July 3, 2013 4th Circuit published opinions

Greater Baltimore Center for Pregnancy Concerns, Incorporated v Mayor and City Council of Baltimore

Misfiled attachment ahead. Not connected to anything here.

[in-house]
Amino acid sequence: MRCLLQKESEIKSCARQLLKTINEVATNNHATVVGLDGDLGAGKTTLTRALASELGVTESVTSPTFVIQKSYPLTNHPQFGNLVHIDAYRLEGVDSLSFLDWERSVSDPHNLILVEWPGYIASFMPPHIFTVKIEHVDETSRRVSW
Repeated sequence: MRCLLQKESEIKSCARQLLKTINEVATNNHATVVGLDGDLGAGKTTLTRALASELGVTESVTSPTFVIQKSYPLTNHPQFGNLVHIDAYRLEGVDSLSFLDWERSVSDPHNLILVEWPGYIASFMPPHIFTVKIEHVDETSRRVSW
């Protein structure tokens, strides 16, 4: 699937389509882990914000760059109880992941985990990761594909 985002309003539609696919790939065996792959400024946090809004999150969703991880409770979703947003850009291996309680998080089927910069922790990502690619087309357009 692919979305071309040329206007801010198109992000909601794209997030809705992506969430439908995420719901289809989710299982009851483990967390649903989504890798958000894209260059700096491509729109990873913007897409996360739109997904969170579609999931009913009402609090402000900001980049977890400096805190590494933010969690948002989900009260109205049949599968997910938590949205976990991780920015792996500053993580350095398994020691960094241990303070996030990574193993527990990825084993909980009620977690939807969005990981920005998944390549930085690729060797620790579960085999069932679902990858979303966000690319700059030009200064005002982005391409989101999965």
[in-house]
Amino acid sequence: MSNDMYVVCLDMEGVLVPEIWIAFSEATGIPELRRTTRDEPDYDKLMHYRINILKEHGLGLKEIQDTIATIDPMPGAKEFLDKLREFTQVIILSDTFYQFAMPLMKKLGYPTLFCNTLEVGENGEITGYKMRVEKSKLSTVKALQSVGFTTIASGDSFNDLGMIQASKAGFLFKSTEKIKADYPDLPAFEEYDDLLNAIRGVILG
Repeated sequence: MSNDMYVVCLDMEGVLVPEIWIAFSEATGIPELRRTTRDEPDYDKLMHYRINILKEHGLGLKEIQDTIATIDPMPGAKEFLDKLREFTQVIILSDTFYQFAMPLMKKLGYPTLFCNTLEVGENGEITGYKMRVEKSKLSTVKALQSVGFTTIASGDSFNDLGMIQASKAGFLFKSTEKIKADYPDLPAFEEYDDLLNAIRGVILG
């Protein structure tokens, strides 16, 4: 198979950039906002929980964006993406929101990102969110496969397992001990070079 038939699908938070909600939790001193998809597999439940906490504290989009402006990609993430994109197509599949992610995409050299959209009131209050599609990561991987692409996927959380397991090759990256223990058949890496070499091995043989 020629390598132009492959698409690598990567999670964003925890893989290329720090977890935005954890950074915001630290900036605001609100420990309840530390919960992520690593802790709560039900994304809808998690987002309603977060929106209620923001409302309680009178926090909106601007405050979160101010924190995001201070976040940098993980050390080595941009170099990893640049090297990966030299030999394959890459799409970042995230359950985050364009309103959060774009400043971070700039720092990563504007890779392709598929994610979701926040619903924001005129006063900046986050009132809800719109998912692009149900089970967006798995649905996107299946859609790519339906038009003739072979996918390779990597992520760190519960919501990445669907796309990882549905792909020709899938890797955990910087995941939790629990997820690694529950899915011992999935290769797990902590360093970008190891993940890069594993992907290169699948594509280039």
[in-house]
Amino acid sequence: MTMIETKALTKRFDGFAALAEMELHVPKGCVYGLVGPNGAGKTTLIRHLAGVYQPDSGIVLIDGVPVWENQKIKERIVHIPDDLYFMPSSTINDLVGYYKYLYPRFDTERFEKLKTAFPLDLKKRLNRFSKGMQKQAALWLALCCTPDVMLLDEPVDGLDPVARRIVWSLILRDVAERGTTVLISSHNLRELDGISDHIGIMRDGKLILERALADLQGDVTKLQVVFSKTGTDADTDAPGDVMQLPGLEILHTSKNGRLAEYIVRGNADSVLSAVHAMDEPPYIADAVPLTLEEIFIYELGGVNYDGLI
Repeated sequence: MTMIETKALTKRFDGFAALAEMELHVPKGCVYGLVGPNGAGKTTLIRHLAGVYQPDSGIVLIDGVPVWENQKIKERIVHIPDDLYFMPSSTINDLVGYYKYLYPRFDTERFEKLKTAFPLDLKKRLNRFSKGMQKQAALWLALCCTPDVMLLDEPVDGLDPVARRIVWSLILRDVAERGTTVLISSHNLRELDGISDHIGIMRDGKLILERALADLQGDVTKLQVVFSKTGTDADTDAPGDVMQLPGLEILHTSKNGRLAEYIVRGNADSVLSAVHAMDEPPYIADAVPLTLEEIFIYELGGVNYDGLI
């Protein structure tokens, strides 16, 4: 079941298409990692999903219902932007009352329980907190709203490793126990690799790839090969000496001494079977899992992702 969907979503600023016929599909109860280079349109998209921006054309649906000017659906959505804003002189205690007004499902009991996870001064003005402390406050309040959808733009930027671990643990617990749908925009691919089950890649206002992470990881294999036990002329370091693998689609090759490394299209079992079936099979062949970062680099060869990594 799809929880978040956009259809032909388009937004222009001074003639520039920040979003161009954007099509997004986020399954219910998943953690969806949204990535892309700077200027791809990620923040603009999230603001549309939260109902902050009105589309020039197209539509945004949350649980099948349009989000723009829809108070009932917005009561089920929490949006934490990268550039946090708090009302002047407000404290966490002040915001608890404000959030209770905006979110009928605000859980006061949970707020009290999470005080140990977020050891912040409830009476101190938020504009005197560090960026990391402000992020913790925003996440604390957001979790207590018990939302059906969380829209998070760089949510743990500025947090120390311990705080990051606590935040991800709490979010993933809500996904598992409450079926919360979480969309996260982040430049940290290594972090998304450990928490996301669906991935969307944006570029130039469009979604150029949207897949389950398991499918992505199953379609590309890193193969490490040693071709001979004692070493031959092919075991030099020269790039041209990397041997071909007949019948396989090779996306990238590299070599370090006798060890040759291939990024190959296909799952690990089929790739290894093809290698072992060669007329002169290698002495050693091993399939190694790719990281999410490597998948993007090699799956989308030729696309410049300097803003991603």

Center sued Baltimore alleging an ordinance requiring certain disclosures be posted in limited service pregnancy centers violated its First Amendment rights. Without allowing Baltimore time for discovery, the district court granted Center summary judgment and permanently enjoined enforcement of the ordinance. A panel affirmed. Sitting en banc, the 4th Circuit, 8-4, reversed and remanded. The majority held that the district court erred in several ways in granting summary judgment to Center. It abused its discretion in denying discovery as discovery is allowed in facial challenges and is necessary to resolve as applied challenges as is the case here. The majority also held the district court erred in applying strict scrutiny without undertaking proper analysis of whether Center was engaged in commercial speech or fully protected speech. The majority also noted the district court failed to consider all of the legislative history for the ordinance contrary to circuit precedent and failed to view the facts in the light most favorable to Baltimore in violation of rule of Civil Procedure 56. The majority also held that the district court’s strict scrutiny analysis was flawed as it improperly evaluated whether any narrower approaches were possible. The majority rejected the dissents’ charges of being on a pro-choice crusade or being infatuated with procedure pointing out that in Centro Tepeyac, the en banc 4th Circuit upheld a carefully considered preliminary injunction issued after discovery and proper analysis. The majority finally affirmed the dismissal of center’s landlord as a plaintiff as there was no showing of harm and thus no standing. Judge Wilkinson dissented arguing that this case is about government compelled speech and the discovery and litigation process serve the end of vindicating rights. He further argued that the majority ahs now allowed a war of attrition to be waged against clinics like Center and the intrusion into their affairs will deter others form seeking vindication in courts. He also argued that the majority has now placed the weapon of compelled speech in the hands of pro-life legislative bodies and he anticipates a flurry of laws requiring Planned Parenthood to post disclosures in its waiting rooms. Judge Niemeyer, joined by three other judges also dissented. He argued that this case is a facial challenge to a compelled speech law which is per se content based and subject to strict scrutiny. The speech is not commercial as the ordinance applies to clinics which do not charge a fee and the ordinance is not narrowly tailored as it does not mention let alone target false advertising and Baltimore has alternative such as using its own voice. This alternative was found in Centro Tepeyec to be a less restrictive alternative and should be so found in this case. This dissent finally argued that the discovery ordered by the majority was irrelevant to the actual legal issues.